Regina Ullmann

Regina "Rega" Ullmann (14 December 1884 – 6 January 1961) was a Swiss poet and writer.

Regina Ullmann
Camilla, Regina and Gerda Ullmann
Camilla, Regina and Gerda Ullmann
Born(1884-12-14)14 December 1884
St. Gallen, Switzerland
Died6 January 1961(1961-01-06) (aged 76)
Ebersberg, Germany
Notable workDie Landstraße


Ullmann was the second daughter of a Jewish-Austrian embroidery businessman, Richard Ullmann, and his German wife Hedwig. She was born in the Swiss town of St. Gallen, but in 1902, following her father's death in 1887,[1] she and her mother moved to Munich, where she first read such influential poets such Ina Seidel, Hans Carossa, Ludwig Derleth and Rainer Maria Rilke. She began a correspondence with Rilke, who became a major supporter and mentor; the two met for the first time in 1912.

In January 1906, Ullmann gave birth to an illegitimate daughter, Gerta, in Vienna. The father was the economist Hanns Dorn. A second child, Camilla, followed in 1908 following a relationship with psychoanalyst Otto Gross.[2] Ullmann left both children to grow up with foster parents, though she visited them regularly and oversaw their education.

Ullmann converted to Catholicism in 1911, after which her work was characterised by a more "pious" attention to what she perceived as the religious mystery inherent in everyday life.

Unmarried and without work, Ullmann suffered from severe depression, exacerbated by her mother's suicide by hanging. With her first collection of short stories, however – Die Landstraße – she gradually became better known. With Rilke's help, she acquired some financial support for her writing, first from her publisher and later from Swiss patrons and Catholic aid agencies.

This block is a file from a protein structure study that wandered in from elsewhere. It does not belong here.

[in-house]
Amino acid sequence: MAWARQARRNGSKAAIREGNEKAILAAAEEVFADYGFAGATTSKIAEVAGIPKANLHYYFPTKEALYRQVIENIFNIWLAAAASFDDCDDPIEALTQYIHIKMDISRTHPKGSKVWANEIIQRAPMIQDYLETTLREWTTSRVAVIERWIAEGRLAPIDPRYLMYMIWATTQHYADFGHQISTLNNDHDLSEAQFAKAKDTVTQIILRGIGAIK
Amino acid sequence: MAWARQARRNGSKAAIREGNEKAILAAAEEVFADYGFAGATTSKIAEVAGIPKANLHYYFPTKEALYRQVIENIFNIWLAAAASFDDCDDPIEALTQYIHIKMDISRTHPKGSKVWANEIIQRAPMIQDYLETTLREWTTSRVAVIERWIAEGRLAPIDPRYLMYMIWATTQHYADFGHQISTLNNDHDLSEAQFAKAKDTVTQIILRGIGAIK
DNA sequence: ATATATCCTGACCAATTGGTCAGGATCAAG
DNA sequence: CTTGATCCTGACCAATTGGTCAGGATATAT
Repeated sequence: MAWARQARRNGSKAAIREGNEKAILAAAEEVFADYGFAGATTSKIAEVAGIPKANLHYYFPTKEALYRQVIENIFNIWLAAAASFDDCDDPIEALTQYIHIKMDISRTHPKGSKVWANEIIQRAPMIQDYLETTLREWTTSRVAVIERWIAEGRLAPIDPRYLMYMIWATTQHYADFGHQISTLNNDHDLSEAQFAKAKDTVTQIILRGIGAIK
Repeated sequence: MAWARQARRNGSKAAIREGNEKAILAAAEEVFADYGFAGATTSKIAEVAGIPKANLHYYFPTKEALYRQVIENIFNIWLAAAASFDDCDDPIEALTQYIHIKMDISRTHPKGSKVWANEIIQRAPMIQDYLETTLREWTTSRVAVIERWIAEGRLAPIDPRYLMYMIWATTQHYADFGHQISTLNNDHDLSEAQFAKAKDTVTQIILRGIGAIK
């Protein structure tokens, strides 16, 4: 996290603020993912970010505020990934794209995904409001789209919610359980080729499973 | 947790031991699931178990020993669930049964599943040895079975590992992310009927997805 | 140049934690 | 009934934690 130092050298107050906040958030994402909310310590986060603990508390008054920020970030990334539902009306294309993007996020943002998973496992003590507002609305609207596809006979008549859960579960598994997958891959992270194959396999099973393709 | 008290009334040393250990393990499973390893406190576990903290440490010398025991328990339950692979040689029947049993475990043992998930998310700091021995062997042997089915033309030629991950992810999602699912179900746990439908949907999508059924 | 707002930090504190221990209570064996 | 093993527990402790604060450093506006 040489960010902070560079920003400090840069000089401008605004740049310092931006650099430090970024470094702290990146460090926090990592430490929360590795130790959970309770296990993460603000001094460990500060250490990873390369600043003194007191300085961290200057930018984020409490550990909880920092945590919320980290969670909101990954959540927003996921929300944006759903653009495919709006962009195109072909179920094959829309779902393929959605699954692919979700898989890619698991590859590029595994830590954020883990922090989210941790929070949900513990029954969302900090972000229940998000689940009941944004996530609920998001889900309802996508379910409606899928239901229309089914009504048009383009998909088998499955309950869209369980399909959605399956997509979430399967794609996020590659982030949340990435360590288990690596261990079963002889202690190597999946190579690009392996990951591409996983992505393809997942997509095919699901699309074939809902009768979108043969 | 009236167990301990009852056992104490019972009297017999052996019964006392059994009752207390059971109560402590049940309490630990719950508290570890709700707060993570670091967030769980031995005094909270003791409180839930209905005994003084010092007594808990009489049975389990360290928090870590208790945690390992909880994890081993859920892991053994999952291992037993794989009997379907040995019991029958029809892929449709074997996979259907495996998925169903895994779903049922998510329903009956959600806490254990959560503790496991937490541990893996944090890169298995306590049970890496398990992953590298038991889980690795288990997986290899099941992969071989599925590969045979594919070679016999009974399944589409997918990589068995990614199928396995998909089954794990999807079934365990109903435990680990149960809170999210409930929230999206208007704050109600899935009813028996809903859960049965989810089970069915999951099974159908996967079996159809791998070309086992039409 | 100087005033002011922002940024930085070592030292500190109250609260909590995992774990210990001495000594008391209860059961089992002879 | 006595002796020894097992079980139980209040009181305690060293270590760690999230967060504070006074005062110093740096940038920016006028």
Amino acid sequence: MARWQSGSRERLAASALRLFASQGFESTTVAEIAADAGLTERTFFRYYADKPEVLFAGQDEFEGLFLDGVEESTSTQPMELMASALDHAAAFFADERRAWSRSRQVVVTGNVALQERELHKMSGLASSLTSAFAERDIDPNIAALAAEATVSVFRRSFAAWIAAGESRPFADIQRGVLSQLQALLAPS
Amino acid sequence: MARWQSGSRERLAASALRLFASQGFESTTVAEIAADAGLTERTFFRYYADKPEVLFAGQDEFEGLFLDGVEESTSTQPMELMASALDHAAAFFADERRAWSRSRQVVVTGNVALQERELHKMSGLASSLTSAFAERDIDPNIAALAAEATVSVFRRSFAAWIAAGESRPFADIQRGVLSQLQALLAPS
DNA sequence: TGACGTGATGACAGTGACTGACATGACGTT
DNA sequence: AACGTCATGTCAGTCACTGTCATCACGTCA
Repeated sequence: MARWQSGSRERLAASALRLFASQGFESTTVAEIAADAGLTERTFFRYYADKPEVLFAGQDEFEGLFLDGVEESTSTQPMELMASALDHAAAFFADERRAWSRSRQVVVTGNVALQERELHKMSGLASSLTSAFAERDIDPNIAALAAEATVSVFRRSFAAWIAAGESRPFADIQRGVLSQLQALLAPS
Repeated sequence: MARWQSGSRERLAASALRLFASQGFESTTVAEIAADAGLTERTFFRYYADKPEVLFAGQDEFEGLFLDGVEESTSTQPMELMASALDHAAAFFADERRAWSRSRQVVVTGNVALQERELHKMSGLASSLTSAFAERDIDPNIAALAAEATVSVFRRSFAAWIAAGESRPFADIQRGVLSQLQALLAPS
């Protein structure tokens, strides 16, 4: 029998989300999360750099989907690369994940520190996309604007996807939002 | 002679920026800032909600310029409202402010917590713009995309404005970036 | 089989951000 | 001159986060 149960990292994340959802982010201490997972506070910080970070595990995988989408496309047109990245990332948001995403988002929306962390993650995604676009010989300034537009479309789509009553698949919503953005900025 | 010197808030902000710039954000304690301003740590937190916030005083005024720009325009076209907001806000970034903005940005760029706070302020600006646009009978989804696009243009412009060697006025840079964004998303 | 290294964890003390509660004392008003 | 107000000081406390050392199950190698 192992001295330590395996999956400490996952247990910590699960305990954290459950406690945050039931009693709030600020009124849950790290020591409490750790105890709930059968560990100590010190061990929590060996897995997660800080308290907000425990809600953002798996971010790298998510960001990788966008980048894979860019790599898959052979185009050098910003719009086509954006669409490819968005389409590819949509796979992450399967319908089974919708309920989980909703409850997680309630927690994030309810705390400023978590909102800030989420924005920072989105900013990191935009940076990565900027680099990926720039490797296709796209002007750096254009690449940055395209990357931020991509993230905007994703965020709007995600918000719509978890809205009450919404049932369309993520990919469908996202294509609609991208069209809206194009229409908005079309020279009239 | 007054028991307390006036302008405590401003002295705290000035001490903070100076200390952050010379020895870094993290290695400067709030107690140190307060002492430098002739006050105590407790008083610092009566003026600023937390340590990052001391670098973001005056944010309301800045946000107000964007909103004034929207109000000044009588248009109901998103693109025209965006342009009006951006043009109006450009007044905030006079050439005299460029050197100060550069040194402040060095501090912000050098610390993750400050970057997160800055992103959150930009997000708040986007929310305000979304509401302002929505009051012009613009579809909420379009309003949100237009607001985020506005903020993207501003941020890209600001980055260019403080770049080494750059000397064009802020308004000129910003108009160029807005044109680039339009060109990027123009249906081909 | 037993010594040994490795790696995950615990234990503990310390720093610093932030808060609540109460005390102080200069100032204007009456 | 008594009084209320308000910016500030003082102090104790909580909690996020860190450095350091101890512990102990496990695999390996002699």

The Nazis expelled her from the German Writers Association in 1935 because of her Jewish ancestry,[3] and the following year she left Germany, moving to Austria where her mother died in 1938. Following the Anschluss, she returned to St. Gallen, Switzerland, where she remained and worked for some twenty years, until shortly before her death. In the final months of her life, she returned to Germany and stayed in a nursing home under the care of her daughter Camilla. She died on Epiphany 1961 in Ebersberg.


  • Von der Erde des Lebens, 1910
  • Die Landstrasse, 1921 (The Country Road, translated by Kurt Beals, New Directions 2015, ISBN 9780811220057)
  • Die Barockkirche, 1925
  • Vom Brot der Stillen, 2 Bände, 1932
  • Der Apfel in der Kirche, 1934
  • Der Engelskranz, 1942
  • Madonna auf Glas, 1944
Other works
  • Erinnerungen an Rilke, 1947

External linksEdit


  1. ^ Katharina M Wilson, An Encyclopedia of Continental Women Writers, vol. 2, 1991
  2. ^ David Holbrook, Where DH Lawrence was Wrong about Women, 1992, ISBN 0838752071, p. 26
  3. ^ Flavorwire, "The Forgotten Novelist"